Bohemian Bones at Brand Assembly

Bohemian Bones at Brand Assembly


Small January Market in L.A. Proves to be a Hit with Locals and Upbeat Retailers


Australian line Banana Blue at the Salt & Pepper Showroom at the Gerry Building.


Bridget Eldred, sales rep for the Vava, Voom and James & Joy lines, at Select.


J.P. & Mattie embroidered top at Designers and Agents


Sol Angeles at Designers and Agents


Ada Collection belts at Brand Assembly


Shala Theus at the T & A Showroom at the California Market Center.


Becky Ramirez conducts a meeting at the Siblings Showroom at the Cooper Design Space.


Marilyn Rodriguez of Room at the January run of the LA Fashion Market


Meeting at Lady Liberty’s The Globe showroom


Liza Stewart Showroom at The New Mart


Bohemian Bones at Brand Assembly

The first Los Angeles Fashion Market of 2015 proved to be surprisingly upbeat for many exhibitors, who reported seeing steady traffic from primarily West Coast retailers.

The show kicked off on Jan. 11 at the California Market Center, the Gerry Building and select showrooms at The New Mart. Jan. 12 was the official start for The New Mart and the Cooper Design Space as well as the Designers and Agents, Select and Brand Assembly shows.

The January show typically draws a smaller crowd than the big Fall and Spring markets in March and October. Although most showroom reps reported seeing local buyers, a few said retailers traveled from Washington, Arizona, Michigan and Hawaii to shop the show.

Walking the CMC

Buyer traffic at the California Market Center was on the slow side. While no one was breaking any records, there were signs of brightness.

Recently, the Karen George & Co. showroom on the third floor tweaked its interior space, lifting the carpet to reveal industrial concrete floors. The showroom owner changed the lighting, painted the walls and took out some tables to create more space. The result has been more buyer walk-in traffic. It also helps to be right next to the elevators.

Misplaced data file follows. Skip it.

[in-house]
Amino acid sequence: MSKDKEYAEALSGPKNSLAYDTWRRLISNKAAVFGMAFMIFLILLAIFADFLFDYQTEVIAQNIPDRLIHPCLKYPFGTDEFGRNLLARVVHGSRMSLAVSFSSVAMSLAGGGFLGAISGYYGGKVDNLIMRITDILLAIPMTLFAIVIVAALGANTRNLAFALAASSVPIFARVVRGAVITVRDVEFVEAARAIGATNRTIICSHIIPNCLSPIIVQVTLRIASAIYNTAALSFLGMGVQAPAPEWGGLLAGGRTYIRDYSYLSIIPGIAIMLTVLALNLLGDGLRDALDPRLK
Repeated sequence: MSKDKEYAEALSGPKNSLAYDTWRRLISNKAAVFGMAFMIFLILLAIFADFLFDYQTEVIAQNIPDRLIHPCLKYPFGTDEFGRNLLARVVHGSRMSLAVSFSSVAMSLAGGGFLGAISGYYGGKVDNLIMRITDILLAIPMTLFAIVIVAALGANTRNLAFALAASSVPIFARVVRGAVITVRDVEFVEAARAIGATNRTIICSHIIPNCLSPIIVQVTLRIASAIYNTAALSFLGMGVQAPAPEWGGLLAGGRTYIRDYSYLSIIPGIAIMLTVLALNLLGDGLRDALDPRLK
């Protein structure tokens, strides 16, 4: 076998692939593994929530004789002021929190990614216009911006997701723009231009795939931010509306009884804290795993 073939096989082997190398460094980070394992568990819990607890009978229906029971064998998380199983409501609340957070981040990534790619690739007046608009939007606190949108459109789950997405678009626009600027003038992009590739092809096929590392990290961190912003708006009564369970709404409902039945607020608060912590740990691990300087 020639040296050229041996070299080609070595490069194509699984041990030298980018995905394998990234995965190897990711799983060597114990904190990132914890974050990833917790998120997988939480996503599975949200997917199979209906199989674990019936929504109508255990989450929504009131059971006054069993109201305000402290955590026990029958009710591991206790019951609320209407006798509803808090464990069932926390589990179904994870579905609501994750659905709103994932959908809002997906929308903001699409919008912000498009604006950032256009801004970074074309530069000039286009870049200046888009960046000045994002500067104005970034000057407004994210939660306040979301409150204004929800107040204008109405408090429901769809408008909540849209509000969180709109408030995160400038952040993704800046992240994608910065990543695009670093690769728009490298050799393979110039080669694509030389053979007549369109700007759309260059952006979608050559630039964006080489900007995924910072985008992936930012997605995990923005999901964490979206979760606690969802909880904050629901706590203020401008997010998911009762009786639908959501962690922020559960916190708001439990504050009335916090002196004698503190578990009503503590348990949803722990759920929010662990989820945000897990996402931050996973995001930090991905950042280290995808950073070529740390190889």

Sande Zipser, a sales rep at the showroom—with five lines, including Poema, Sisters and Bagoraz—said business had been steady. “This has been the best market for this time of year,” she said.

She and showroom owner Karen George said buyers coming in seemed to have a more optimistic economic outlook for the future.

At the T & A Showroom on the fifth floor, sales representative Shala Theus said Sunday was the busiest day for market. Mostly out-of-town buyers were visiting during the first days of the event, which ended on Jan. 14, but local buyers said they planned to pop by the showroom on Jan. 15 or 16, when things were less hectic. “People are buying Immediates and things to be delivered in March and April,” Theus said. The showroom carries 12 young-contemporary lines that range from Dear Creatures, Eight to Four and Paolo Hernandez to Colombian lines Color Siete and Rosé Pistol.

For new showroom Le Meilleurs Inc., also on the fifth floor, this was a disappointing market for its young contemporary lines Kaii and Bttn. Phillip Kim, the showroom’s sales rep, said he had some appointments, but the walk-in traffic was disappointing. “The foot traffic that walks in may only have one boutique, or they are trying to start an online store or they are thinking about opening a store,” he said.

Having Fall merchandise in stock was a boon for showrooms. Robert Friedman, who for years has had a self-named showroom on the third floor of the California Market Center, said he got Fall orders for his Canadian line Frank Lyman Design.

“I got some good appointments and good orders, but in general it was slow,” he noted.

Consistently busy at The New Mart

Some showrooms at The New Mart opted to open a day early, on Sunday, Jan. 11, which proved to be a busy day.

“Sunday was probably our busiest day,” said XCVI’s Matthew Gill, who said traffic throughout market was split between locals and out-of-town buyers.

“They seem to be excited to be seeing Summer,” he said.

For Rande Cohen, owner of the Rande Cohen Showroom, Sunday was “fabulous.”

“It was one of my best days as far as quantity and order writing,” she said, adding that Sundays are always a hit with buyers.

“They appreciate working on Sunday. It’s not as crowded,” she said.

In addition to local retailers, Cohen said she was seeing “a lot of Arizona and a lot of Hawaii.”

Cohen said her lines—including Ann Ferriday tops and dresses, Crown Jewels T-shirts, Peace Love World’s beach-themed casualwear, Old Gringo boots, and Fickle’s made-in-LA pieces—were well received.

She was particularly pleased with the reaction to PJ Salvage sleepwear and loungewear.

“My reorder business was off the charts—and I don’t say that very often,” she said.

Diane Vonderheide, owner of The Vonderheide Showroom, also got off to an early start on Sunday but said the good turnout continued throughout the market.